Third Wave Feminism = Coined in 1992 by Rebecca Walker (daughter of Alice) as a direct response to the Anita Hill/Clarence Thomas hearings in 1991. Year of the Woman proclaimed in the US in 1992 as a record setting six women serve in the Senate (today there are 20). VAWA passed in 1994. Riot grrl. Transfeminism emerges as a term with work by Kate Bornstein and Patrick Califia. Much more intersectional than second wave feminism.
Fourth Wave Feminism = Happening right now???? Maybe?
Feminism is a pretty big tent and not every feminist agrees on every issue. Feminism is also a product of its environment as are other political movements. Over time, feminism has become more welcoming of different races, religions, sexual orientations, and gender identities the same way society as a whole has become more accepting of these differences. That work is not finished. Entire books have been written on how non-middle class, non-white, non-straight, non-cis women have been included and excluded from the feminist movement. It’s complicated stuff and this is just an outline.
Sex positivity has a long and complicated history going back to the free love movement (Victoria Woodhall was a fan) to second wave ladies checking out their vaginas with hand mirrors to those who disagreed with anti-pornography activists in the 1980s. Again, it is complicated stuff and entire books have been written on these subjects.
Feminism vs. beauty norms, feminism vs. stay-at-home moms, feminism vs. changing your last name when you get married. All of these things have been a least a little controversial since the first wave (See: Lucy Stone, Amelia Bloomer, Dress Reform, and the biography of every married suffragette). But, you can be a makeup-wearing, body-hair-shaving, last-name-changing, stay-at-home mom feminist.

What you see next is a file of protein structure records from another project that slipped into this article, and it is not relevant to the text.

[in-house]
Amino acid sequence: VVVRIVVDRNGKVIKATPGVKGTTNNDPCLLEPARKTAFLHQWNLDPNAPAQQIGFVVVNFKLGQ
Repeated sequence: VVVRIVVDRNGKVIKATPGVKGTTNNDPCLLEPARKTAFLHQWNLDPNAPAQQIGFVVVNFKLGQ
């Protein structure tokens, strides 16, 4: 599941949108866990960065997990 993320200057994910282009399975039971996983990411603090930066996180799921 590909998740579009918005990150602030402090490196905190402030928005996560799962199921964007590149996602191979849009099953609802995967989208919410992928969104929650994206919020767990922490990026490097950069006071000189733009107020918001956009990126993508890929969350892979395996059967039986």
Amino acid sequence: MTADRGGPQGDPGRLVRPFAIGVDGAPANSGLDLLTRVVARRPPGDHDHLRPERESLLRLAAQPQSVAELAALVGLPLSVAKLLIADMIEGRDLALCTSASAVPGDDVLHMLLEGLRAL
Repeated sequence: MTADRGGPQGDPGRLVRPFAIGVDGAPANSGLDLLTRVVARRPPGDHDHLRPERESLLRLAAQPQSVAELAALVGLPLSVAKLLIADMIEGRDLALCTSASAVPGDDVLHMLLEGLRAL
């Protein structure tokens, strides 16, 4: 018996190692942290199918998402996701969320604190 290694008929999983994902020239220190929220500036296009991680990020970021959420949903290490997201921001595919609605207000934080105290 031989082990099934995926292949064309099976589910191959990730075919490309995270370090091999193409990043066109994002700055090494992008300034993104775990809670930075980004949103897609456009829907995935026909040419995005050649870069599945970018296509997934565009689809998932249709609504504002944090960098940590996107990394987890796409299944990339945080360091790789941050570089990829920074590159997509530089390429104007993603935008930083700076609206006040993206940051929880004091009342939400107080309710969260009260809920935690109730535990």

Elizabeth Cady Stanton was a frustrated stay-at-home mom when she presented the Declaration of Sentiments at the Seneca Falls Convention. Gloria Steinem was known for her mini skirts in the 1970s. You can love nail art and feminism. You can homeschool your five kids and be a feminist. But like the second wavers said, “The personal is political.” None of these choices happen in a void, they are products of both society and individual choice.
Whether or not you consider yourself a feminist, you have benefited from feminism. Even if you’re a guy. Alice Paul was a radical, Anita Hill was a nuisance. They both made the world a better place.
Watching the kids make art is, by far, one of my most favorite things. I love how cautious they are at first, careful to dip their brushes lightly into the puddle of paint, careful to make sure every bit of the previous color is clean from the bristles before selecting a new shade.
It’s short lived, then they get more excited and carefree, dumping their brushes into three different colors and smushing the gloop around the canvas, barely cleaning the brushes off before dumping them into another rainbow of assorted colors. They discover, through play, what color they get when they mix yellow, blue and red together, they trade brushes and learn different techniques for utilizing them. I cringe at every mixed color and every bristle now permanently bent out of place, but it’s entirely worth it.
Sometimes I’ll give them a task, but mostly I just like to set them up and let them go. I like to watch their processes, and to see their ideas come to life.